NB – you’ll notice I separate design of the game itself from design of its aesthetics and writing. Not everyone likes this distinction, and it’s true that they tend to merge somewhat in practice, but I find it useful for analysis.
Played Cellcraft this morning, which turned out to be one of the best science education games I’ve seen in a while.
First off, here’s a screenshot of my cell being attacked by viruses (click to zoom). Note the various organelles, as well as the use of ATP, nucleic acids, amino acids, fatty acids, and glucose as game resources.
Cute, huh? Here’s what I like about it:
All in all, a very strong game – if you’re not familiar with basic cell biology, play it; you’ll learn a lot. You can download it to play on your own machine, or you can play it online. For more information, check out the designer’s blog for some interesting discussion including a entertaining piece about how they’re NOT creationists, even though they’ve got platypus “designers” creating cells..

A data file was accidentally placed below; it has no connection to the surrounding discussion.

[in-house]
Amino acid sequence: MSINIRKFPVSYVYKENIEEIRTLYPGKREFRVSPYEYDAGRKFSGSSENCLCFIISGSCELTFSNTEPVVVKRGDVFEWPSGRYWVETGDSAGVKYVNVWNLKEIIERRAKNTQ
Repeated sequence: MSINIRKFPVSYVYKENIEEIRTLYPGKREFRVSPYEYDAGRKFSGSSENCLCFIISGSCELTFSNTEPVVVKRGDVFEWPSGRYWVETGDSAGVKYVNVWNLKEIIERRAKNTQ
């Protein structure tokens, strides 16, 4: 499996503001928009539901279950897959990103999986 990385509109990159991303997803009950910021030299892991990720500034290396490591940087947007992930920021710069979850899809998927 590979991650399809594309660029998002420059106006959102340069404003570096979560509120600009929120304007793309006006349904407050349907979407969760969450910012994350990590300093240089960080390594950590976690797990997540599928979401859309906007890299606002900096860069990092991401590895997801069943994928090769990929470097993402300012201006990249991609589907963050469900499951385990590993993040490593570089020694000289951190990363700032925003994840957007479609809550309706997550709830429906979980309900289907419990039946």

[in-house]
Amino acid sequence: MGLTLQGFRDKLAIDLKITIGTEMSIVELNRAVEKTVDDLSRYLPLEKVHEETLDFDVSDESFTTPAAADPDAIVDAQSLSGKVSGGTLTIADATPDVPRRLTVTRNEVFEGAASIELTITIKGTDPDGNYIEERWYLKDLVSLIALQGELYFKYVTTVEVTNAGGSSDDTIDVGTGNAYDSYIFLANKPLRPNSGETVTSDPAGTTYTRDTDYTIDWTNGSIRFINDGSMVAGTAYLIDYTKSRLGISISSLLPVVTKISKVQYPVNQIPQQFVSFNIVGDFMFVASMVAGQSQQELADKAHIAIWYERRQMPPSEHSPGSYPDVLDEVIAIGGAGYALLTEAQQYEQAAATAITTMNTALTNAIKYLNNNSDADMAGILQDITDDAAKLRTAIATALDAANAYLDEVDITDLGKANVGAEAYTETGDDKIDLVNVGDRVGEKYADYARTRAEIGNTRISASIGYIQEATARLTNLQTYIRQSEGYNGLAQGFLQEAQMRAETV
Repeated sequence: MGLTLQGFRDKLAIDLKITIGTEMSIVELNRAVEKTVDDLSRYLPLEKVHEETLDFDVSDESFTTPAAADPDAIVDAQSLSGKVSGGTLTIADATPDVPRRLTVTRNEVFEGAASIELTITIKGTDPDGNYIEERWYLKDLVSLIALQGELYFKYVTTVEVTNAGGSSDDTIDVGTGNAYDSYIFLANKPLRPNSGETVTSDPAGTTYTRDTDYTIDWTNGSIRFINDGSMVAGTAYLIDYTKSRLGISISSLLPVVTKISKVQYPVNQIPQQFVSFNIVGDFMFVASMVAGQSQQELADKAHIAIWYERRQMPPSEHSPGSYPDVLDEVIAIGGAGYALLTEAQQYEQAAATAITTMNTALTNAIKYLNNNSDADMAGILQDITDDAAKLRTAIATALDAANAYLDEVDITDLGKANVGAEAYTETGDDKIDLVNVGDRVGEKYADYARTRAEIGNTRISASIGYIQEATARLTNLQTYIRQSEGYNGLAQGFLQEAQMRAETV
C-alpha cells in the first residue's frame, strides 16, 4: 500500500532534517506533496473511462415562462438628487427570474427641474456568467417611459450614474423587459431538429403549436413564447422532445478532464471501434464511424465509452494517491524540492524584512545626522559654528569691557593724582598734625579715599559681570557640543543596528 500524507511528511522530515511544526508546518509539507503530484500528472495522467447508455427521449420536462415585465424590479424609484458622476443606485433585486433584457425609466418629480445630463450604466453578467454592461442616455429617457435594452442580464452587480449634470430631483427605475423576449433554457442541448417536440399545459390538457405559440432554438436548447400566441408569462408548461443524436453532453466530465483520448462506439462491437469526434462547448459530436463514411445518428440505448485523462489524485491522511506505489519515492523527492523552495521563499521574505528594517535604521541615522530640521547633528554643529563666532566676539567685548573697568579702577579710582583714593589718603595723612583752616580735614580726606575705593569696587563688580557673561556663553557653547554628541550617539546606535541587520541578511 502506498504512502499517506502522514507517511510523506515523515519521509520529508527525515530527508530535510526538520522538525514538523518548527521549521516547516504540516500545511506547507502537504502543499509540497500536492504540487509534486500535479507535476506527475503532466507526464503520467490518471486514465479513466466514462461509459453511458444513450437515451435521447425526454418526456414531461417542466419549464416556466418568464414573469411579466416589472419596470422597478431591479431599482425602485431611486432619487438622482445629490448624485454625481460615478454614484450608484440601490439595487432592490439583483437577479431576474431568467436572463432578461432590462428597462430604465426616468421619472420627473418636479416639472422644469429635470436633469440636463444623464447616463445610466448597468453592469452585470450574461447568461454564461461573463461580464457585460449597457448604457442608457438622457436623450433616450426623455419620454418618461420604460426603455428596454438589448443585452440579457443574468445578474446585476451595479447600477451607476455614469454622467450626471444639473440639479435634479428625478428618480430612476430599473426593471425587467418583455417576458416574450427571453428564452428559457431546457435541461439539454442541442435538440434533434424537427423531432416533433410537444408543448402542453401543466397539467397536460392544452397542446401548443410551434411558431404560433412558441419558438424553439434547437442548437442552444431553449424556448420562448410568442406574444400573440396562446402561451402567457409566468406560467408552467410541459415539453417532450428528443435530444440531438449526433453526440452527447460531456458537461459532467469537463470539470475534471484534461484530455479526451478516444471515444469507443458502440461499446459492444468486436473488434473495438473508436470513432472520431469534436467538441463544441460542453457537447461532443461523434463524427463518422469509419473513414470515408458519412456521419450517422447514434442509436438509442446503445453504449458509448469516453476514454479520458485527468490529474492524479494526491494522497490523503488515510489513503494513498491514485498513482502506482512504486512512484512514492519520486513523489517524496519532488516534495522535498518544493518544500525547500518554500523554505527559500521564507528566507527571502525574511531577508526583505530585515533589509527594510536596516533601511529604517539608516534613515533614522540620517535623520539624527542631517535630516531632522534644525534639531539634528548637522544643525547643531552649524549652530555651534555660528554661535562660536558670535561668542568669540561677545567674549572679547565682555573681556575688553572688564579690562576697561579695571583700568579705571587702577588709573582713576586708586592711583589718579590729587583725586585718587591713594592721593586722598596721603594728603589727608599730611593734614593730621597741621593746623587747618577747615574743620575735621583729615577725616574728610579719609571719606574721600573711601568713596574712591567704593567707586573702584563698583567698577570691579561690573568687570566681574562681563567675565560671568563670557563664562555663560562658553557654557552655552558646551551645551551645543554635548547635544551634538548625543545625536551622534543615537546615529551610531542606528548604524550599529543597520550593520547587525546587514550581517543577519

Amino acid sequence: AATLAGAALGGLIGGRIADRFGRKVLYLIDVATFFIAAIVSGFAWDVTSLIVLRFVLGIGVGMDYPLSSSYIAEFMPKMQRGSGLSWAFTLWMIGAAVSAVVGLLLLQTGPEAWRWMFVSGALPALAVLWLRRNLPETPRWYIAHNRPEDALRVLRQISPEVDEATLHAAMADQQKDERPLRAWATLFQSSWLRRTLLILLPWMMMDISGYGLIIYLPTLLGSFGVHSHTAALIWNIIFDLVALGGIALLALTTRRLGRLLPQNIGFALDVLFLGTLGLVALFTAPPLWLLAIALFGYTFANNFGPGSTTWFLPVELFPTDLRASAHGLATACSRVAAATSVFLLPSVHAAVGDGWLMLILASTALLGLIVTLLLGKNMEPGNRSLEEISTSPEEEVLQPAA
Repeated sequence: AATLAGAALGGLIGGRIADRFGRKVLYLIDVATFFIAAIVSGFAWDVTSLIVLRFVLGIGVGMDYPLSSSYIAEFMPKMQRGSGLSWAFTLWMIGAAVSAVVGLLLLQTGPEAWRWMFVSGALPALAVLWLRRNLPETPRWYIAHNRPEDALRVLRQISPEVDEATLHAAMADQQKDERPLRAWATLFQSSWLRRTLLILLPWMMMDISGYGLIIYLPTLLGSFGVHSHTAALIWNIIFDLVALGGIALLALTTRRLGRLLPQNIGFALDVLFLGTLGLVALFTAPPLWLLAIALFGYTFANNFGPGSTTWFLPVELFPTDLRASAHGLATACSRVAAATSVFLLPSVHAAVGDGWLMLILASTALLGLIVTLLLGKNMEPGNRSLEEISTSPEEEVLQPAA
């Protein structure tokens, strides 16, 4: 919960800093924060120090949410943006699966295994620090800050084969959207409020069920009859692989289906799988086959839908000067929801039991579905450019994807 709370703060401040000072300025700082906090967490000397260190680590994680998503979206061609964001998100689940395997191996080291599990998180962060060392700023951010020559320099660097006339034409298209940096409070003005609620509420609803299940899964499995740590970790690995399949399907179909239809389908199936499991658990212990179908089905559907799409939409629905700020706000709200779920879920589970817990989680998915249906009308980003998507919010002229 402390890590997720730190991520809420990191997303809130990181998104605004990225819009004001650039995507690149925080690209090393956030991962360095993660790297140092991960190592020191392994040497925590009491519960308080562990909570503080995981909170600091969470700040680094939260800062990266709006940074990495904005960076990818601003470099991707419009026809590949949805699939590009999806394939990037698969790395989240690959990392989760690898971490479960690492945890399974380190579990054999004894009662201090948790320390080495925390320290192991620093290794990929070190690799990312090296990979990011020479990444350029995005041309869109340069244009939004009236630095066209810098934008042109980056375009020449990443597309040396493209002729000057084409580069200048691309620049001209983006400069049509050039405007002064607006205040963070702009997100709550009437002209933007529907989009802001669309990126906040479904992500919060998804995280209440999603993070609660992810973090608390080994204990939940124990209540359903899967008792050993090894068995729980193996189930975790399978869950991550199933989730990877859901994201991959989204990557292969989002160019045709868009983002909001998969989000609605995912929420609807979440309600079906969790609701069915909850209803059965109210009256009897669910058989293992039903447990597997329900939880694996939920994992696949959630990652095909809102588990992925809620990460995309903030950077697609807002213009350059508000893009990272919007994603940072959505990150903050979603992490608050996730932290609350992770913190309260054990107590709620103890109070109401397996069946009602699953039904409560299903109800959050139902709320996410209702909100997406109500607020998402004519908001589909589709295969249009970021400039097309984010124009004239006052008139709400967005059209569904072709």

So, it’s my birthday, again. This is, in fact, a very important one, as I’m 32, which is 25; in binary, I’m 100000, a suitably venerable age, I think. Only 224 more years until you can’t encode my age in a single byte anymore.
A couple of people asked what I’m doing to celebrate…
For a start, Vladimir, a friend of mine who happens to share not just the same birthday, but same birth year with me, has organized a get together of sorts at the Seattle Art Museum’s Remix party. I’ve no idea what to expect, really, but it should be interesting, at the very least.
Then, tomorrow, I’m hosting a six-hour lunch, which, for the uninitiated, is basically an excuse to sit around and drink a lot of port. The story goes that the English owners of port wineries in Portugal would all gather in Oporto every Wednesday to wait for the mail boat to arrive. Unfortunately, the arrival time was always a little uncertain, and so they had to do something else with the time. Like sit around and drink a lot of port. Oh, and eat lunch, talk, and other incidental things like that. Following that, there will be BBQ, board games, and blissful sleep. For an idea of what this is all about, check out Gold’s sequence of blog posts and my photos from a previous event.
Finally, later in the month, I’m treating myself with a trip to Origins, in Columbus, Ohio, where I shall geek out for several days. Following that, I’m off to Cleveland to visit Cat & Dan.
So, yeah, looking to be a good celebratory month for me.